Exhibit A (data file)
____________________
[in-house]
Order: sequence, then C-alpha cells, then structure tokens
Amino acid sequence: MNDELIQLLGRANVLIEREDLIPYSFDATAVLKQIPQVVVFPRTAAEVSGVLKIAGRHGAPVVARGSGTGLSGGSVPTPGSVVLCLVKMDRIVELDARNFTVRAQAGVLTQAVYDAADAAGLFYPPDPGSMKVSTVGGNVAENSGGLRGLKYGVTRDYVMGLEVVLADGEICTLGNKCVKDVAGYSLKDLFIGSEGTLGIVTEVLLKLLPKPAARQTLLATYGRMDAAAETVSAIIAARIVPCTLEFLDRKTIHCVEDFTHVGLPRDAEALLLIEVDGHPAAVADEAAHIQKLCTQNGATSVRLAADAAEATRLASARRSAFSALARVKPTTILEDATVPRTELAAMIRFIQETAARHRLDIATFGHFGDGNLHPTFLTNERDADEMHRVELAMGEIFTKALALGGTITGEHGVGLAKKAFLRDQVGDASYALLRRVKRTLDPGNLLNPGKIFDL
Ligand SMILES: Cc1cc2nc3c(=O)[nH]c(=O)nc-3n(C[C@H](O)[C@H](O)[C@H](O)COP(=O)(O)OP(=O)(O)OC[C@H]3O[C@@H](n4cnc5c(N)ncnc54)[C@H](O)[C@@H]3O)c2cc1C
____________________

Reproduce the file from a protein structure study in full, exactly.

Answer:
[in-house]
Order: sequence, then C-alpha cells, then structure tokens
Amino acid sequence: MNDELIQLLGRANVLIEREDLIPYSFDATAVLKQIPQVVVFPRTAAEVSGVLKIAGRHGAPVVARGSGTGLSGGSVPTPGSVVLCLVKMDRIVELDARNFTVRAQAGVLTQAVYDAADAAGLFYPPDPGSMKVSTVGGNVAENSGGLRGLKYGVTRDYVMGLEVVLADGEICTLGNKCVKDVAGYSLKDLFIGSEGTLGIVTEVLLKLLPKPAARQTLLATYGRMDAAAETVSAIIAARIVPCTLEFLDRKTIHCVEDFTHVGLPRDAEALLLIEVDGHPAAVADEAAHIQKLCTQNGATSVRLAADAAEATRLASARRSAFSALARVKPTTILEDATVPRTELAAMIRFIQETAARHRLDIATFGHFGDGNLHPTFLTNERDADEMHRVELAMGEIFTKALALGGTITGEHGVGLAKKAFLRDQVGDASYALLRRVKRTLDPGNLLNPGKIFDL
Ligand SMILES: Cc1cc2nc3c(=O)[nH]c(=O)nc-3n(C[C@H](O)[C@H](O)[C@H](O)COP(=O)(O)OP(=O)(O)OC[C@H]3O[C@@H](n4cnc5c(N)ncnc54)[C@H](O)[C@@H]3O)c2cc1C